Anyone who has used iOS will be familiar with the way Apple uses animation in their apps. It's one of the most delightful features of the platform and users loved it, even before there was an App Store. If you use apps that don't employ judicious animation, you get a sense of something missing, of an undefinable lack of quality.
Of course, this means that you need to think hard about animation when designing an app for iOS. On platforms I've used in the past, good, smooth animation was hard to achieve and the payoff always seemed to be too small to invest the time in getting it right.
But Apple have done an amazing job with iOS, which comes with their Core Animation framework built in. As with many Apple technologies, it's ridiculously easy to get the basics right but you can also get extremely fine-grained control should you want to do more than Apple have provided for.
I think this philosophy is one of the biggest reasons for the incredible success of the App Store. Almost anyone can have a simple, good-looking application up and running in no time flat, but there are nearly always ways to get under the skin of the Apple frameworks to deliver exactly the right experience for users.
** Enter Holler Gram
Last year, almost the entire company went to Austin for the SXSW interactive festival and, to celebrate, we redesigned our homepage specially for the event. We were wondering what we could do this year, and we were all keen on the idea of creating an MxM SXSW iPad app. The result is Holler Gram, a very simple but, we hope, elegant and fun app that lets you provide instant feedback on a talk or amuse your drinking buddies with your wit. Check it out in the App Store
. Go ahead, it's free!
In Holler Gram we use two very simple animations: a zoom transition and a fade transition. iOS provides an incredibly simple way to implement a basic animation. All you do is to state the start condition, the end condition and then the duration of the animation. Core Animation does the rest.
When you are in the 'At a Session' section of the app, you can select from a list of Conor's beautifully designed slides. When you tap one of the slides, it zooms to fill the whole screen. Here's how you do that in Core Animation.
In the code below, our view – called 'self' (i.e. the current view) – has an initial size of 200 x 150 points. We then specify the animation we want between the calls to 'beginAnimations' and 'commitAnimations'.
In this example, we set the duration of the animation to be half a second and the size we want our view to end up. The important thing here is that the size does not change at this point, because we are in the middle of a beginAnimations/commitAnimations block. Instead, the animation begins the moment 'commitAnimations' is called. Core Animation works its magic, and over the half second the view's size will grow linearly from 200 x 150 to 1024 x 768 points.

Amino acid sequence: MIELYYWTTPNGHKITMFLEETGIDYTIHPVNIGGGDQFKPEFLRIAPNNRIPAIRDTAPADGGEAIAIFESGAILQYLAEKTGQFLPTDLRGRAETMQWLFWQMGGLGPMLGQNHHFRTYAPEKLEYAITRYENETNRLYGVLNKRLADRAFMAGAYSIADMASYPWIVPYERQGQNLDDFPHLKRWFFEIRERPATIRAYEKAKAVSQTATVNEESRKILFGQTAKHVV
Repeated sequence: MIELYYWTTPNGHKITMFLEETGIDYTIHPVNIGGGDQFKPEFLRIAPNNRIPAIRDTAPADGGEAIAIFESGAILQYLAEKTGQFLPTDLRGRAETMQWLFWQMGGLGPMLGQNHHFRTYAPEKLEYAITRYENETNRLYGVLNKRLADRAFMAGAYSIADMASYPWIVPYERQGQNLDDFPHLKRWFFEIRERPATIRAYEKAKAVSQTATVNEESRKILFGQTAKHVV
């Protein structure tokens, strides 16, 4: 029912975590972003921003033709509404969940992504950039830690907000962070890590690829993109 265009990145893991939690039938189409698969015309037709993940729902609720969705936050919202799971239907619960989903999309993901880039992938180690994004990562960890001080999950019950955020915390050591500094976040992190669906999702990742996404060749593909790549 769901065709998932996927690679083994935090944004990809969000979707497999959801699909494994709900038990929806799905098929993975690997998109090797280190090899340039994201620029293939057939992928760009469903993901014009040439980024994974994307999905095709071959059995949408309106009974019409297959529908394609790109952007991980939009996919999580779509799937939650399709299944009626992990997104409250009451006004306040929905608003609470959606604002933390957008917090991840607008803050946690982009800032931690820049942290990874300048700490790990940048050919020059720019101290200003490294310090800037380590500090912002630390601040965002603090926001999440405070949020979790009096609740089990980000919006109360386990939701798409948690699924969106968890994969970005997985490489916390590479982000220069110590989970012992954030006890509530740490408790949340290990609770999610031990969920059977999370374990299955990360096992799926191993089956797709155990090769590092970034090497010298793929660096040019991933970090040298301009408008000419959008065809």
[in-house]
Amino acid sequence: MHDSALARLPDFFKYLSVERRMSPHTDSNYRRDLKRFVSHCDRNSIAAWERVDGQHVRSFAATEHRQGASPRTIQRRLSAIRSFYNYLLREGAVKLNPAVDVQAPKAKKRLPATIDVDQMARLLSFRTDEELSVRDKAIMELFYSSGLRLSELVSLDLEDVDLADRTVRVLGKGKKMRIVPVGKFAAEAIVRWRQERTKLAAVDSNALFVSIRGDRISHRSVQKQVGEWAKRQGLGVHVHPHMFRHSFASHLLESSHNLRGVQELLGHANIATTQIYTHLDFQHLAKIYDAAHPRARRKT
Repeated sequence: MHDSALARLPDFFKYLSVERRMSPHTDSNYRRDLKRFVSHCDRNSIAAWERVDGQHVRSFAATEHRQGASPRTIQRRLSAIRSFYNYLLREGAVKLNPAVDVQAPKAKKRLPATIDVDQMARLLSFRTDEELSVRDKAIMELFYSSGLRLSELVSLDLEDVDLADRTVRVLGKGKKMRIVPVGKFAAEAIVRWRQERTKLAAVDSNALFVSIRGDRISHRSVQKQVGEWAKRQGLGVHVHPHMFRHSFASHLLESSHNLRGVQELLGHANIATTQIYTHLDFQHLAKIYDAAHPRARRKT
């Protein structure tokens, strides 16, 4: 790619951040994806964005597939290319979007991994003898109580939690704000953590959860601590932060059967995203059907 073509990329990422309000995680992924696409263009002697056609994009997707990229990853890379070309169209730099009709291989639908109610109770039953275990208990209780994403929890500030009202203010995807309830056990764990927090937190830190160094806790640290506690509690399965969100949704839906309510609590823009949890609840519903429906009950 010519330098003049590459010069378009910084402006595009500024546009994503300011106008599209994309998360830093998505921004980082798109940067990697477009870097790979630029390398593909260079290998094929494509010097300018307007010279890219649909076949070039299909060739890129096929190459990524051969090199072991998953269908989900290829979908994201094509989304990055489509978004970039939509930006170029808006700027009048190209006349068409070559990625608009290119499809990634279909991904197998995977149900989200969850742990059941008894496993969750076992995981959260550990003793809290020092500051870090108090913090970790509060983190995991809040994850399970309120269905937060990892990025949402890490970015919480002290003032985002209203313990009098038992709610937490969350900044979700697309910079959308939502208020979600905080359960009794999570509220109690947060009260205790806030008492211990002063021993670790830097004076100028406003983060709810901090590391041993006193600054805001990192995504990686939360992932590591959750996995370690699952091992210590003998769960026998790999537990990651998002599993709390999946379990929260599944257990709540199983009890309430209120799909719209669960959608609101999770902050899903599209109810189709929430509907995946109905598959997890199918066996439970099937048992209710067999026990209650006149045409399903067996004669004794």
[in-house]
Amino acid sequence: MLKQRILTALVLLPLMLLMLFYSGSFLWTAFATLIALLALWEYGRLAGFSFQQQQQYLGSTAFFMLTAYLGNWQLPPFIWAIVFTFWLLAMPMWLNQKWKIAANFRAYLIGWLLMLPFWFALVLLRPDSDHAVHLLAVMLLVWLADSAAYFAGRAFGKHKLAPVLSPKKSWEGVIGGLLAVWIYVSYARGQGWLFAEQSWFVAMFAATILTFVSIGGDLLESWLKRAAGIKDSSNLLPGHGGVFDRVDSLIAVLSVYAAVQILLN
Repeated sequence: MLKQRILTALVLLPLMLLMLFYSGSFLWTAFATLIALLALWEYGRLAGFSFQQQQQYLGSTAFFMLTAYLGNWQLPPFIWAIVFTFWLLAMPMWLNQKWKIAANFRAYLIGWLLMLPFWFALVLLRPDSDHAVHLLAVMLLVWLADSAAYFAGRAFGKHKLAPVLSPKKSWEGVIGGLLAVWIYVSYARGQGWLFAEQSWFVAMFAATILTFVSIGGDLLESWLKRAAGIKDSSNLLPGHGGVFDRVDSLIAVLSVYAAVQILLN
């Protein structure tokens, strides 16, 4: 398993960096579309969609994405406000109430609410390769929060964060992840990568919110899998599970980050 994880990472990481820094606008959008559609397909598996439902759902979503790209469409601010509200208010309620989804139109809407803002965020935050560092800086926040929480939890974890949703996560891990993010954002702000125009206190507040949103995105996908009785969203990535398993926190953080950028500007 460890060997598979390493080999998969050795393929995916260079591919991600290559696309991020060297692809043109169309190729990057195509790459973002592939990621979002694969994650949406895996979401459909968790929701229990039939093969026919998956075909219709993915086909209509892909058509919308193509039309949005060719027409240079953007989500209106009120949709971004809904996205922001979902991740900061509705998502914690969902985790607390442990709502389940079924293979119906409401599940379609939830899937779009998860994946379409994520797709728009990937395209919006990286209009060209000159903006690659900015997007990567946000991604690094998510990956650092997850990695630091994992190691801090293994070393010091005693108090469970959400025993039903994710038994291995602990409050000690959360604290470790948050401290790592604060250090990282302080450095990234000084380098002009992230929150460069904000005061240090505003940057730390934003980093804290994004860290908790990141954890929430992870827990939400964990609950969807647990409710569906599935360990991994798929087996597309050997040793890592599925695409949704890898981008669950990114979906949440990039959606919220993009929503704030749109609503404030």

Here's the code:
self.frame = CGRectMake(0.0f, 0.0f, 200.0f, 150.0f);
[UIView beginAnimations:@"Zoom" context:NULL];
self.frame = CGRectMake(0.0f, 0.0f, 1024.0f, 768.0f);
The other animation we use is a fade. If you go to the 'Set your score' section of the app, you can choose a mark out of ten and then tap the 'Display my rating' button. When you do so the screen is filled with your score, but there's a subtle fade transition so that it doesn't feel too jarring.
Here's how it's done. To start with, we set our view to be invisible by setting its alpha property to zero (i.e. completely transparent). As before, the Core Animation handles any changes we specify between between our calls to 'beginAnimations' and 'commitAnimations'. This time, we want the animation to last one second, and we want it to animate the alpha value towards 1 (i.e. fully opaque).
Here's the code:
self.alpha = 0.0;
[UIView beginAnimations:@"Fade-in" context:NULL];
self.alpha = 1.0;
** Why 'Points' not 'Pixels'?
When Apple announced the iPhone 4, they called the new, high pixel density display the 'Retina display'. The Retina Display has precisely twice the number of pixels as the previous iPhone models in exactly the same size of screen. The result is an incredibly sharp display because it's physically difficult to see the individual pixels.
As usual, Apple thought about the impact this would have on developers, making it as easy as possible to support both displays from the same codebase.
As a result, we don't talk about pixels when defining the sizes of images or views in our iOS apps. Instead, iOS deals in points, which it automatically converts to pixels as appropriate for the device it's running on. If it's an iPhone 3GS, a point is one pixel. If it's an iPhone 4, a point is a four pixel square: four times the area. If we were running on an iPhone 4, the image in our first example would actually end up being 2048 pixels by 1536. As programmers, we would not need to worry about that because iOS does the conversion for us. The only inconvenience is that we need to provide two versions of every image, one twice the size of the other.
But this is an iPad app, not an iPhone app, and iPads don't have Retina Displays. Well, not yet they don't. But here's another reason that Apple makes it easy to write apps for iOS: our code will not have to change at all to take advantage of the new display if (or, rather, when) it comes.
Steve Jobs doesn't bound all over the stage shouting "Developers, developers developers"
, but that doesn't mean that Apple doesn't care about coders. Quite the opposite, in fact. iOS is a pleasure to write code for.